Union Teacher Readies Students for High School
By EMILY RAMSEY
PREPARING FOR TRANSITION: The Eighth Grade Center’s Teacher of the Year Patti Evans discusses a recent math project. Evans teaches pre-algebra to students with learning disabilities, such as ADHD and visual impairments. Evans makes sure students are learning grade level material, which builds their confidence and better prepares them for the next step of high school algebra.
EMILY RAMSEY for GTR Newspapers
Patti Evans knows she represents an important transition for her eighth grade students. Evans teaches pre-algebra at the Union Eighth Grade Center to students with learning disabilities, such as and visual impairments.
“I’m a stepping stone laying the foundation of math before they get to high school algebra,” she says.
She is in her 18th year of teaching and her fourth with Union Public Schools.
For Evans, the choice to enter special education was easy because she knew it wouldn’t be easy. “I like a challenge,” she says. “If someone says that a child can’t, I want to prove that they can. I want to help them overcome their fears and build their confidence.”
Yet, that high level of commitment needed by teachers, especially those in special education, often causes many to burn out quickly.
Evans attributes her job contentment to the age level she teaches. Evans has taught only secondary grades 7th and up; she feels these ages are better suited for her personality which is more “rigid and direct,” she says. “(Teachers) have to be realistic with what age (they) decide to teach.”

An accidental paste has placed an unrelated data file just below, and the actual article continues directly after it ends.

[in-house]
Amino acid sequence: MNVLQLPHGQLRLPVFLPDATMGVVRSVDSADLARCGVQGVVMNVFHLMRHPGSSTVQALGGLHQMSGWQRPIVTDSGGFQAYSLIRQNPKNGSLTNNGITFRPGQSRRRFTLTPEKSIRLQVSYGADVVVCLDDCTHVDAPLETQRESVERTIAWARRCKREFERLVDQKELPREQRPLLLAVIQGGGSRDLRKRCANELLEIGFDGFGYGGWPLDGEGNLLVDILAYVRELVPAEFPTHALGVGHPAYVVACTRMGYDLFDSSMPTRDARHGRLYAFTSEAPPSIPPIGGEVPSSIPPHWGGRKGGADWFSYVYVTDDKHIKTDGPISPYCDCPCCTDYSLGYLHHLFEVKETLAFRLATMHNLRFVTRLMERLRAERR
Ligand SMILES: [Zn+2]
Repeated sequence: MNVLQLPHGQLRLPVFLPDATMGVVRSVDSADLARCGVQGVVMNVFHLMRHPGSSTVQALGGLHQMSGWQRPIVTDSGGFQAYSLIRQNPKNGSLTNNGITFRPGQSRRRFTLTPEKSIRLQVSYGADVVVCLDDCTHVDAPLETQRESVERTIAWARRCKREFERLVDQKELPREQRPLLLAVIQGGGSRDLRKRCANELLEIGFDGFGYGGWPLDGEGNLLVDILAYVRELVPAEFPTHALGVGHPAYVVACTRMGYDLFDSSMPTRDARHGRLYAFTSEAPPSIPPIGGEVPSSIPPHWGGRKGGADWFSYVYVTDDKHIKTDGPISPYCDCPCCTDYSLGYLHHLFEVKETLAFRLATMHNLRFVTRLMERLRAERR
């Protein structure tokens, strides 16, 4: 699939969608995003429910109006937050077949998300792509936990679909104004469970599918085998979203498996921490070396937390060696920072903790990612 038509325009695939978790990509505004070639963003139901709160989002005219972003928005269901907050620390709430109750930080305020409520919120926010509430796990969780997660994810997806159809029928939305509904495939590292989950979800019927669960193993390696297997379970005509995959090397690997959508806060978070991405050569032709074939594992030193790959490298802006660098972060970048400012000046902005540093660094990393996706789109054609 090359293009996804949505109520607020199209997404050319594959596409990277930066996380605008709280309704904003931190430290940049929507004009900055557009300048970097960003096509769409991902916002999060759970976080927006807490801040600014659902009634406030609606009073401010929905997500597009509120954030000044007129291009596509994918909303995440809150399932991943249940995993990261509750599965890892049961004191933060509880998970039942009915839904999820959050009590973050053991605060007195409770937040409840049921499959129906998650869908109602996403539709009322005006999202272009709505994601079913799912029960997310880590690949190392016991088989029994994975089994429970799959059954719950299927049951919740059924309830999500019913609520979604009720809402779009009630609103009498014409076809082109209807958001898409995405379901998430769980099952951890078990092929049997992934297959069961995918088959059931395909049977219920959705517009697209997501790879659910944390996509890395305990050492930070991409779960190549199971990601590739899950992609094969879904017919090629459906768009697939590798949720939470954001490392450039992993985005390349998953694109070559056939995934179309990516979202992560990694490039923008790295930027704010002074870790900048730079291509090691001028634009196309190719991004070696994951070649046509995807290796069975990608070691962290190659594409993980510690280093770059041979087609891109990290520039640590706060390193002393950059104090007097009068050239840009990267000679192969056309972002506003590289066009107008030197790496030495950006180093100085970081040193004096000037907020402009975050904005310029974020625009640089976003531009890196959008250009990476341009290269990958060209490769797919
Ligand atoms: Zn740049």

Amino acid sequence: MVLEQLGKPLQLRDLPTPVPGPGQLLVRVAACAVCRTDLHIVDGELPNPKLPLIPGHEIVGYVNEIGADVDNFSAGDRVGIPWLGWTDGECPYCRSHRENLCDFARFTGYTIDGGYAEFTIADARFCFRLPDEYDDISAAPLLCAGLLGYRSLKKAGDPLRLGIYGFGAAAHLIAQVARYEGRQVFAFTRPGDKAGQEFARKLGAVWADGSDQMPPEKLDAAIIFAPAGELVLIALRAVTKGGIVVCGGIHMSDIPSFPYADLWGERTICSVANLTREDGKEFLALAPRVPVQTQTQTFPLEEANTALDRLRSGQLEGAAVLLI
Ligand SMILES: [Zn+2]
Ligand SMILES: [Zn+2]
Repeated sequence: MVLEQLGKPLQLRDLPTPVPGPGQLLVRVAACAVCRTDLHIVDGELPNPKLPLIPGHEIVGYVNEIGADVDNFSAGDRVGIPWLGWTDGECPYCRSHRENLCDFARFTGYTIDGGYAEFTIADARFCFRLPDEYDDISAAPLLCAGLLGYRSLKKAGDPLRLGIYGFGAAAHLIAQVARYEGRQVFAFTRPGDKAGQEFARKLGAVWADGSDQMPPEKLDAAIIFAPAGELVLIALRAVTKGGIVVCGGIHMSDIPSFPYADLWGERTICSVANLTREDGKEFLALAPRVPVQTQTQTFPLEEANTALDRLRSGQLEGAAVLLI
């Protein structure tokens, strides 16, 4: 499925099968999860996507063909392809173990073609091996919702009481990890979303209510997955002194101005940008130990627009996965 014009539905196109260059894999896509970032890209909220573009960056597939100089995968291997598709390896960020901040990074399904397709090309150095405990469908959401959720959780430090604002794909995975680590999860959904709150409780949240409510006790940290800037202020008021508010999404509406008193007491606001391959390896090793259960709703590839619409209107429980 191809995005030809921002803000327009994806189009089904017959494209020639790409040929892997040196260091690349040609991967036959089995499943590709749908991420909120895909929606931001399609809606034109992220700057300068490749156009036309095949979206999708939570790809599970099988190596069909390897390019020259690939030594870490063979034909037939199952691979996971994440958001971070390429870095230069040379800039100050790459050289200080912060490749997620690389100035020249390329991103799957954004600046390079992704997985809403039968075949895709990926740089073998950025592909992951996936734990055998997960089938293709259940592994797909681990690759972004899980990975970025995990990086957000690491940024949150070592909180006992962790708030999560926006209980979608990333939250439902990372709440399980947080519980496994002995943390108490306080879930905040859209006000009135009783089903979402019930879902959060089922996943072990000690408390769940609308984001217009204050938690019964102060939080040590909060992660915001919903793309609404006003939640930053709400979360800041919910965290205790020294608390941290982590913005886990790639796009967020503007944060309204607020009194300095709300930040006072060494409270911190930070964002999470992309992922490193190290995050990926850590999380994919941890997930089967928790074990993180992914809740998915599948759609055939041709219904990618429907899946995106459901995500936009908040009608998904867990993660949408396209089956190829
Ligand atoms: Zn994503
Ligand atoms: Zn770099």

While Evans’ students may struggle in unique ways, Evans does not see that as a reason to avoid teaching grade level material. She regularly changes her curriculum and adjusts her methods to meet the needs of each individual student.
“I teach on grade level but at a pace that’s comfortable and modified to their understanding (while bridging) any knowledge gaps they may have,” she says. Ensuring that her students are learning the same material as their fellow students leads Evans to arguably her greatest feeling of satisfaction in the classroom: seeing students grow in confidence.
“It’s nice to see students come to class and be excited and ask, ‘what are we going to learn today?’” she says. “They want to answer questions and be involved in our discussions because they are confident in their skills now.
“And they feel a sense of pride that ‘I get it. I’m doing the same work as my peers—grade level work.’ It just has to be explained in a way that they get.”
Evans was named the Eighth Grade Center’s Teacher of the Year. This is her second time to receive the recognition; the first time came when she taught with Tulsa Public Schools.
“I feel like the other teachers here are 10 times better than me, but it feels good to be able to represent the special ed. and math departments,” she says.
“But no matter if I received this award, I come into this classroom every day and this is my joy.”